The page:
Howard Gardner has had an immense impact on teaching strategies with his theory of the "Multiple Intelligences." His is a work of sociology and brain theory, but was picked up by educational researchers and sold to teachers as a way of reaching more of their reluctant learners.  The theory, as adapted by educators, is that there are multiple learning paths presented by the diverse population in any classroom.  If teachers repeat new learning appealing to multiple modalities, they will engage more students and achieve higher content standard mastery.  
Gardner originally proposed 7 intelligences in 1983:  spatial, linguistic, logical-mathematical, bodily-kinesthetic, musical, interpersonal and intrapersonal.  He has since added two more: naturalistic and existential.  

Traditional education most closely relied on linguistic and logical-mathematical.  Further brain research by other cognitive psychologists pointed us toward essentially right-brained and left-brained individuals.  Left-brained people tend toward Gardner's categories of linguistic and logical-mathematical, while the right-brained ones tend more toward Gardner's spatial and musical.  These are not perfect correlations.  And there is deep confusion in the educational community about how to deal with this information and use it to the advantage of students.  
My own observations point toward a systemic simplification of all this brain research imported into the classroom. The most common lesson plan honors roughly two groups: the first is the auditory learner for whom direct, explicit instruction works best.  The second group needs visual support, usually in the form of bullets on power point slides and the graphical illustration of ideas.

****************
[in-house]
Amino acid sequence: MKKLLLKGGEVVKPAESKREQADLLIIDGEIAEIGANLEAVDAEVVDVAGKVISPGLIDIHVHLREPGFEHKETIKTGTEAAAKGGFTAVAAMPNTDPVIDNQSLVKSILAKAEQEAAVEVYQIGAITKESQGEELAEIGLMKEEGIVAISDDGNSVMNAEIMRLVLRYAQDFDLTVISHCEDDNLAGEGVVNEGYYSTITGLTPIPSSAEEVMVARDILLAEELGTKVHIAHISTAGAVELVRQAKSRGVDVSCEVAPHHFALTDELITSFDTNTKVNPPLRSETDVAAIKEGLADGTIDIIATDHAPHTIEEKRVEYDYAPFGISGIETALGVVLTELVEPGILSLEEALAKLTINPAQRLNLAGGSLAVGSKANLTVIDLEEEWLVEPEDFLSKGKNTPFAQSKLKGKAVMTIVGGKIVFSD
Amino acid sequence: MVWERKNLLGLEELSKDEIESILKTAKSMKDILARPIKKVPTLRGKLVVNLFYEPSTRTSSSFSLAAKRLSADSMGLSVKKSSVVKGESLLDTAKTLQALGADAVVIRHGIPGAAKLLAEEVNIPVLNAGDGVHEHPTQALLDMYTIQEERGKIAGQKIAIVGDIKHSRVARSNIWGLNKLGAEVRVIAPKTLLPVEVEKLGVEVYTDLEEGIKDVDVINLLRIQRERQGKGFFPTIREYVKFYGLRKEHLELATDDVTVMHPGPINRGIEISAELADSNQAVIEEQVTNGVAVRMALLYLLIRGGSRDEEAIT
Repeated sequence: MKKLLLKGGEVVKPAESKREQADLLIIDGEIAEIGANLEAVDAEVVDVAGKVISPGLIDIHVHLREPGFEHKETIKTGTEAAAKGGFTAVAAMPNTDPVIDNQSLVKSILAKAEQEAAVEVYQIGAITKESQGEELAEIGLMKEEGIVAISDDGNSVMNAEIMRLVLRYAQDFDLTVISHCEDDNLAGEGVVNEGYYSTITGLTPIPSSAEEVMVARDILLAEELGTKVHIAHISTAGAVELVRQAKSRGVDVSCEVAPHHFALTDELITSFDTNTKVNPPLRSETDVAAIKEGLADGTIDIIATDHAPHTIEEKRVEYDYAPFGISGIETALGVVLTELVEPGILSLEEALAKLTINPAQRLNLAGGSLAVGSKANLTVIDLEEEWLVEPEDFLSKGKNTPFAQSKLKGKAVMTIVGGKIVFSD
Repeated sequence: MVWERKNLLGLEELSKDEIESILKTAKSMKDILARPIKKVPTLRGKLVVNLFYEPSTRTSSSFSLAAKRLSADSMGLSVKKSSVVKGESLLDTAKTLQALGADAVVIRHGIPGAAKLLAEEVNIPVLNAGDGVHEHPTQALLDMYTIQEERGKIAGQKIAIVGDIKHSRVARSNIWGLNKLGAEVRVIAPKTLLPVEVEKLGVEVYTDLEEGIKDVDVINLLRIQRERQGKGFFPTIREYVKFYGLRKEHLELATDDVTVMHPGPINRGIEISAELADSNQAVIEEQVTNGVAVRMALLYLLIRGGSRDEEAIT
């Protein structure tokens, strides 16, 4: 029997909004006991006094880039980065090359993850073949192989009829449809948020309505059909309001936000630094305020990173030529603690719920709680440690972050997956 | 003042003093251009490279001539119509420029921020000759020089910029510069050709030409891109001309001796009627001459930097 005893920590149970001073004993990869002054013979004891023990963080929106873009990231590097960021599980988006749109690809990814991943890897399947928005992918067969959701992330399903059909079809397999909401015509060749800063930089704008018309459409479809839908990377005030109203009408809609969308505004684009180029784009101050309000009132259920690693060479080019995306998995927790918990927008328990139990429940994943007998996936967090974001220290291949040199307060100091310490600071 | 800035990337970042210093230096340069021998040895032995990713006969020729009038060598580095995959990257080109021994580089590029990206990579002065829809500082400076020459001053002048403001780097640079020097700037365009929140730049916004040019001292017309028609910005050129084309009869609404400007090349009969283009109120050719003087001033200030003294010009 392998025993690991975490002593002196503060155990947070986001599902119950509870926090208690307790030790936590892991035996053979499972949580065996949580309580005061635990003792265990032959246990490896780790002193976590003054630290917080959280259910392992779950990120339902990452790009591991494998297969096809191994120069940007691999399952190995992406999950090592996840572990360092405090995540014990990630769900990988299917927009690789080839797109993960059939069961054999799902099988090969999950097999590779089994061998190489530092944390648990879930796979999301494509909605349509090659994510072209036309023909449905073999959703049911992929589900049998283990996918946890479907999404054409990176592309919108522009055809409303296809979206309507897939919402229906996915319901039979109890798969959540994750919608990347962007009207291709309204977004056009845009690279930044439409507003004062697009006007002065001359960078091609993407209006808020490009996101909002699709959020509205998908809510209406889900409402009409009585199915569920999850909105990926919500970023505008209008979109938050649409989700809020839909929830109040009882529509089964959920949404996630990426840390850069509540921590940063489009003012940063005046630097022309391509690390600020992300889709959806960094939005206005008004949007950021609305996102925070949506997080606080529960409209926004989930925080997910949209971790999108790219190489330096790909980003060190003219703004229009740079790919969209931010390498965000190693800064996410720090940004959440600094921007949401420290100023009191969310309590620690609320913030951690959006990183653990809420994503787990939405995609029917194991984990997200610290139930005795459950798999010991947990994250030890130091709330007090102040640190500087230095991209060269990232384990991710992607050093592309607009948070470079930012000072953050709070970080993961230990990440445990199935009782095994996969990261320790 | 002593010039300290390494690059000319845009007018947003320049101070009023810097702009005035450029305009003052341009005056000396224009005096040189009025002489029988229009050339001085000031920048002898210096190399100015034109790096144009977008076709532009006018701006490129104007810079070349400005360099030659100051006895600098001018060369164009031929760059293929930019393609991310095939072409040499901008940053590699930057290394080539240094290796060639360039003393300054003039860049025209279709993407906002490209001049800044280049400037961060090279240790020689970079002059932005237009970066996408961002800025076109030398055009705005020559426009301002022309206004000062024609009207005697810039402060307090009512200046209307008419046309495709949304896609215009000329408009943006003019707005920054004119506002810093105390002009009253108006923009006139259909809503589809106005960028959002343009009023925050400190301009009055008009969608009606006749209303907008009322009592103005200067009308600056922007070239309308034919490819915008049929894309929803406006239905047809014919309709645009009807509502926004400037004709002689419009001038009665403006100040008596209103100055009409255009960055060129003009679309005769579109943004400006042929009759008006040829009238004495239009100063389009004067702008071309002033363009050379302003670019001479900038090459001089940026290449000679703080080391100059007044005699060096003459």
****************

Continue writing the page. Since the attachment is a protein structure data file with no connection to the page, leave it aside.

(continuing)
I bring this all up because somewhere, over the years, reading from text has come to be just another pathway to learning in many of the classrooms I visit.  Technically, if you subscribe to Gardner's theory, it is just one of the 9 pathways to learning, known as linguistic.  Most teachers seem to recognize that they have at least a few linguistic learners in their classroom, but that's just their learning style.  They are the ones who go home at night and, in addition to completing their homework, read the textbooks for their classes to make sure they understand the points of the lesson.  Most students would not consider any actual reading except for some self-chosen fiction.  They simply skim any written text, looking for the answers to questions.  They do not rely on homework for any actual learning.  Most students rely on direct, explicit instruction and the visual learners combine note-taking with an understanding of the visual display of these concepts.

The Common Core Standards are the first attempt in memory to push back against Gardner's theory and other modern cognitive learning theories. The Common Core returns students to the ancient core of learning, which is the silent, independent mastery of text.  These new standards call on students to begin their learning in text and to become facile at understanding text features and the powerful implications of rhetoric.  This new approach is really a rather old one.  Learning from text is not a learning style.  All students must be text-based learners and the sacred connection between writer and reader must be elevated to its former place of pre-eminence.

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